Lessons in bringing fair play to the world of international money transfers and using transparency to empower a growing user base.
Breaking consumers out of ingrained habits and patterns is a real challenge for fintech innovators. However, Andrew Boyajian and his team at Transferwise have been able to chip away at these behaviours by offering a more modern transfer product that suits today’s global citizen. Andrew shares his insights on how fintech players can pry customers out of their comfort zones, generate an impressive following via word-of-mouth and shake up old technical infrastructures for the sake of users.
Carta: In your study of consumer behaviours, what do you think motivates customers to stick to traditional methods?
Andrew Boyajian: Generally I think that customers stick to the comforts of familiar products and settings. You can look beyond customers and think about humans—we’re quite adept at creating patterns in our lives. If you think about it, we all have morning routines or we all have a set way we pack for travel. It’s a trait that helps us define, construct and rationalize an environment around us.
The same thing is absolutely true when we think about customer behaviours. So why would you go to the corner bodega when a fancy Whole Foods has opened right down the street from you? Well, a part of it is that it’s just your ingrained behaviour. It takes some effort to push a customer—a human—out of their predefined processes and behaviours.
Carta: So how do we break these behaviours and successfully launch an alternative experience?
Andrew Boyajian: If you are trying to instigate that new behaviour, you actually need to inspire a customer to create an entirely new pattern. In marketing and in product development, we talk a lot about touch points, which is basically when we directly interact with a customer. Often, multiple touch points are needed to really break a customer out of their set behaviours and bring them into new ones.
Some of my family members will always walk down the same street and always cross at the same point. While others, myself included, might walk two blocks further in response to curiosity. And there’s something that creates this curiosity for us. Maybe it’s a new building on the end of the street, maybe it’s a new cafe, maybe we haven’t been down the street in a while—but it’s that inkling of curiosity that sparks a new direction.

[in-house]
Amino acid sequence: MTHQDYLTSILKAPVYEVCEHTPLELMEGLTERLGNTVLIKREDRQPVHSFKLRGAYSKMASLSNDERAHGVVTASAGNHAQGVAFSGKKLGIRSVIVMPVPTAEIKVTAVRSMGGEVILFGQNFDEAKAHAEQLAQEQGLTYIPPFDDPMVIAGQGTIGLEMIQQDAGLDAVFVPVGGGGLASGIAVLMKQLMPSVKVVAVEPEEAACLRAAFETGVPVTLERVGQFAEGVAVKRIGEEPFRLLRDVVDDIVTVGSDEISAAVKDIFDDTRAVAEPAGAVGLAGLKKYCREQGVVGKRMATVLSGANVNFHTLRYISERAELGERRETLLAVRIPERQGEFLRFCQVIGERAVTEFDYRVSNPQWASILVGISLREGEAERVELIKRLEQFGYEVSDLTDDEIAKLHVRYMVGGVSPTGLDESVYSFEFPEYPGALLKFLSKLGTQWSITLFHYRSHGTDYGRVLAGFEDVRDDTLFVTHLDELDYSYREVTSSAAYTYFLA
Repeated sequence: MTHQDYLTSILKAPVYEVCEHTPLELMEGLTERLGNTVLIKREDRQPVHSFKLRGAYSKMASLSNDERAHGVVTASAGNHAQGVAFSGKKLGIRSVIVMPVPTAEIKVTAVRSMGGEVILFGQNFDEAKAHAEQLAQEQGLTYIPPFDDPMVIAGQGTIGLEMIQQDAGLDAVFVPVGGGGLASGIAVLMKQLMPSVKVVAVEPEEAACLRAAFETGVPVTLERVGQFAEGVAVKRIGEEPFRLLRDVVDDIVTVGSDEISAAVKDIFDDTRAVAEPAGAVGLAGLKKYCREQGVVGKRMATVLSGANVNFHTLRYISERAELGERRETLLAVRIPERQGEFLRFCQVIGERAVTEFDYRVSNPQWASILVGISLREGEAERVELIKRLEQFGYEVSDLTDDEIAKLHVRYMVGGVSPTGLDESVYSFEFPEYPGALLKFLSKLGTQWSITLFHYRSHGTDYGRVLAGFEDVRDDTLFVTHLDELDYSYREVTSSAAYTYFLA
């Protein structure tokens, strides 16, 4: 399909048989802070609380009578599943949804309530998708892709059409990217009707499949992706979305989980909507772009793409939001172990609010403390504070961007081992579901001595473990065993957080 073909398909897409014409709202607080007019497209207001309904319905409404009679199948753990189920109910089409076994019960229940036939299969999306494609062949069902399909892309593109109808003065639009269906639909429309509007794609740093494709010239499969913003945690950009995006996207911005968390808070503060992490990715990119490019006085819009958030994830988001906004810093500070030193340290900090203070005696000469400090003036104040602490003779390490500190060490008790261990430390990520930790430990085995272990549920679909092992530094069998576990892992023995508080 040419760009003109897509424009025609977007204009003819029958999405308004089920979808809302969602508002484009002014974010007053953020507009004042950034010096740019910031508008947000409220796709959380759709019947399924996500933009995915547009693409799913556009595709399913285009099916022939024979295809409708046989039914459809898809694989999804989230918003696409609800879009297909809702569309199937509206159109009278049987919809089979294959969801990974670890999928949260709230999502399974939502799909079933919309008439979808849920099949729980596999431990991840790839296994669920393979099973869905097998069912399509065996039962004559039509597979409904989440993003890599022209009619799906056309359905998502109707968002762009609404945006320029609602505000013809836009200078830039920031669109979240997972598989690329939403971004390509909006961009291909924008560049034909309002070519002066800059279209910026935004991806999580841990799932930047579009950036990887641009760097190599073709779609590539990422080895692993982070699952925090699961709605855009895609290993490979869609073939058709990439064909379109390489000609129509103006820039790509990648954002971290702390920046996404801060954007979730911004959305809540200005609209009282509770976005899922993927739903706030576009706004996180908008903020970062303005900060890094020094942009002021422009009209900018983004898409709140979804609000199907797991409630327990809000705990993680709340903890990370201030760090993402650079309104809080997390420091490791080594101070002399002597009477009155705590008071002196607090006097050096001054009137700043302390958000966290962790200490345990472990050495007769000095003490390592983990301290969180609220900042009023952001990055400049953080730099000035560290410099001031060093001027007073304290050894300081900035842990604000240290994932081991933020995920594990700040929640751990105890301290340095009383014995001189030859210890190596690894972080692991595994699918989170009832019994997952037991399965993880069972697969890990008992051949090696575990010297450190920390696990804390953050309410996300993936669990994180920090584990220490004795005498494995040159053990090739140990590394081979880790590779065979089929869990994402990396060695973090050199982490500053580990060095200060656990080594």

A product marketing plan needs to do the same thing. It has to be robust enough to really plant that first sense of curiosity, and it also needs to set up cues, reminders or calls to action that link back to it. It has to look at potential customers and understand what touch points you want to have, how many you need (and in which contexts) to really break through to them and convince them to use your product.
Carta: Transferwise takes a very clear and transparent approach with customers. How has this affected your adoption rate amongst users?
Andrew Boyajian: Transparency is a huge aspect of Transferwise. We are transparent in our fee structure, we offer the mid-market rate and we don’t add on to that. Customers love transparency. At the end of the day, it’s that simple. That love spreads through word-of-mouth.
Word-of-mouth is a great driver for our growth—our customers are excited to have this fair alternative. It’s empowering as well as exhilarating—customers feel like they’ve discovered an area that may have taken advantage of them in the past and they’re taking steps to rectify that.
Carta: How do you open consumers to new “bank lite” products and retain their loyalty?
Andrew Boyajian: With the ease of access to information, skepticism and savviness have drastically increased among consumers, which is a good thing. Transferwise opens customers to a new way of moving money by stressing our advantages such as our cost, coverage, conveniences and speed.
If as a business you’re capable of creating a curiosity and a hook, eventually customers are going to expand and change their patterns. That’s the first step, but a company or product will also always need to continue to prove itself and not fall into complacency—you always need to focus on constantly bettering the product experience, essentially.
Carta: What are some of the most pressing inefficiencies in the payment ecosystem that need to be addressed by banks and bank disruptors?
Andrew Boyajian: I think that some of the largest inefficiencies that we have are actually among the payment systems that we have in place. A lot of our technical infrastructure is old—it works, and it works really well, but it probably doesn’t reflect the modern customer and their preferences.
For example, in the US we’re still very slow to come around to an actual 24/7 payment system. You can see some people exploring alternative avenues, but by and large, across the entire payment ecosystem, there hasn’t really been a great answer to that. Some products can sit on top of these legacy systems and mimic the benefits of the idea of a 24/7 solution, but the technology is still relatively old and eventually those need to be addressed. There are plenty of other markets in the world that have already addressed that and have much better systems in place.